The COVID-19 Report is a compilation of coronavirus news, analysis, and insights from around the world to help life sciences and health care companies stay current in this challenging time.
In Tuesday's Report: New U.S. coronavirus relief legislation, remdesivir study data, and an analysis of HHS drug importation policies.
Tuesday, 13 October 2020
The Hogan Lovells Government Relations and Public Affairs group is tracking all of the latest developments in the U.S. Congress and relevant news stories. President Trump and his aides on Friday offered House Speaker Nancy Pelosi (D-CA) a $1.8 trillion coronavirus relief package, sources said, as the president urged the negotiators to “go big.” On a conference call Saturday, Senate Republicans relayed their objections to another enormous coronavirus relief package to party leaders and top Trump officials. Members cited that Republican voters have “no appetite” for the leading proposals’ trillion-dollar price tags. President Trump said Sunday that he was ready to begin campaigning after declaring himself "immune" following his treatment for COVID-19. "I'm immune," Trump said in an interview on Fox News Sunday Morning Futures. Dr. Anthony Fauci, the U.S. government's top infectious disease expert, told CNN on Monday that the Trump campaign should stop airing an ad that uses comments he made without his permission and allegedly out of context. Final data from a study of remdesivir showed the Gilead Sciences treatment cut COVID-19 recovery time by five days compared with patients who got a placebo, one day faster than indicated in preliminary data. Read about these and other updates here: Oct. 8, Oct. 9, Oct. 12. (Authored by Ivan Zapien)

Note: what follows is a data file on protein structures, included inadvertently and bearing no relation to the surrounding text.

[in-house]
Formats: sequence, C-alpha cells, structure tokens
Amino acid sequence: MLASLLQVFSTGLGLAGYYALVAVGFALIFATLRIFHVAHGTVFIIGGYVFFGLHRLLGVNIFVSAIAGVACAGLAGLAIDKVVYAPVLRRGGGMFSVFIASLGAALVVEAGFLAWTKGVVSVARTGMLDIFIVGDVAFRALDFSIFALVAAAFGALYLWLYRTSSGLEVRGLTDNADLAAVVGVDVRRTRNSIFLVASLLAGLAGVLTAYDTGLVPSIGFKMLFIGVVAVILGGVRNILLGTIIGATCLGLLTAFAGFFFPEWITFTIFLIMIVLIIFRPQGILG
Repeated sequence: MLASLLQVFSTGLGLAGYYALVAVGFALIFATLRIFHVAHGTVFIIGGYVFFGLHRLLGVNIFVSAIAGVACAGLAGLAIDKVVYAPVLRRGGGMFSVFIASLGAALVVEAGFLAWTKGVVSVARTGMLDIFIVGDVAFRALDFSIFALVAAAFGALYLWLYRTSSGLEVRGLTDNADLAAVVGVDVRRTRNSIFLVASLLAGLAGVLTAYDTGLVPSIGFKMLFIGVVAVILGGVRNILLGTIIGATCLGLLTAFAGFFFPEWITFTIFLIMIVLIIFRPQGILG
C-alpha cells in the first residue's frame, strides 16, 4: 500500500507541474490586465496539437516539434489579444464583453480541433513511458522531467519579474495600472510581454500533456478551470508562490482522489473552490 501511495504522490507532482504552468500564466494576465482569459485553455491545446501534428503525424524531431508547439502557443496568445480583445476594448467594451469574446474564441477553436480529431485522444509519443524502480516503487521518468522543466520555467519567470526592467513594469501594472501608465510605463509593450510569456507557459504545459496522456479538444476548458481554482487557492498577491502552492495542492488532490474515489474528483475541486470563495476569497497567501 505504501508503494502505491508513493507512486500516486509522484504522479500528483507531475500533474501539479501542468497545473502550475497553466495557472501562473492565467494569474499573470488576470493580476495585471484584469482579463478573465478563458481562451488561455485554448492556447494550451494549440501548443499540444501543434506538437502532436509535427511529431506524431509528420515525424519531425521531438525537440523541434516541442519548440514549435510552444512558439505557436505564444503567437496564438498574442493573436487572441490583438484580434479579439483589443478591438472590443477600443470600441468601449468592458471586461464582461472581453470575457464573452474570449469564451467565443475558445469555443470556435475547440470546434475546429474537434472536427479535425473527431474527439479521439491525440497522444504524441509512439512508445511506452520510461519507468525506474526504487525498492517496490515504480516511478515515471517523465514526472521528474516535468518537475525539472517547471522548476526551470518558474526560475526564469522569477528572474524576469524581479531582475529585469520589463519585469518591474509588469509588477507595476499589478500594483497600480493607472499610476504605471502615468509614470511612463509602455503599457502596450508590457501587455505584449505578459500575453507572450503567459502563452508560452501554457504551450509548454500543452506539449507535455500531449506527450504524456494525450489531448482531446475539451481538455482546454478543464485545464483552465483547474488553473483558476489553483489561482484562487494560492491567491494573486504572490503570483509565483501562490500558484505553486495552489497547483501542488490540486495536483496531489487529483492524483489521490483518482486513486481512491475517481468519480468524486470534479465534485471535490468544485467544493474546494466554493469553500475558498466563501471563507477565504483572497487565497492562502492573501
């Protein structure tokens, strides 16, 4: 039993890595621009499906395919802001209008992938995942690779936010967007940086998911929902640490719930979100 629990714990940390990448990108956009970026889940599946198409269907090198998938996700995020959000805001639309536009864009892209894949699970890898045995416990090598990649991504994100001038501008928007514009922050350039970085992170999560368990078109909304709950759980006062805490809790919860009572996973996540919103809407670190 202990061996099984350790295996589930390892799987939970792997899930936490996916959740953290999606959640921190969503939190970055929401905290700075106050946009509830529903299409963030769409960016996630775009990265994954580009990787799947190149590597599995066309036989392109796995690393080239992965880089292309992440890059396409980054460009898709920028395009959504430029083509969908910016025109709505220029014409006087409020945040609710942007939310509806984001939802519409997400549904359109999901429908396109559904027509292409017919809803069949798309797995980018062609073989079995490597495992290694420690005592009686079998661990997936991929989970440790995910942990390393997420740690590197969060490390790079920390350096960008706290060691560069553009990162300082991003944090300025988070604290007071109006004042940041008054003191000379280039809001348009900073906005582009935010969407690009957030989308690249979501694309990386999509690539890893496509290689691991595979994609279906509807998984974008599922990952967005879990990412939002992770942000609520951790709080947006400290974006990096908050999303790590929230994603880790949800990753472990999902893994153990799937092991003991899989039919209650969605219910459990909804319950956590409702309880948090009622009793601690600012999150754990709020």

Recently, the U.S. Food and Drug Administration (FDA) and Centers for Medicare & Medicaid Services (CMS) announced policies intended to permit the importation of, and Medicaid reimbursement for, certain foreign prescription drugs that under current law cannot be imported for U.S. distribution and that are not eligible for coverage under Medicaid. Despite the fanfare, it’s not at all clear that the changes will actually result in any additional importation of drugs, let alone meet the expressed goal of materially reducing the cost of prescription drugs. We've analyzed these policies online here. (Authored by David Horowitz and Chris Schott)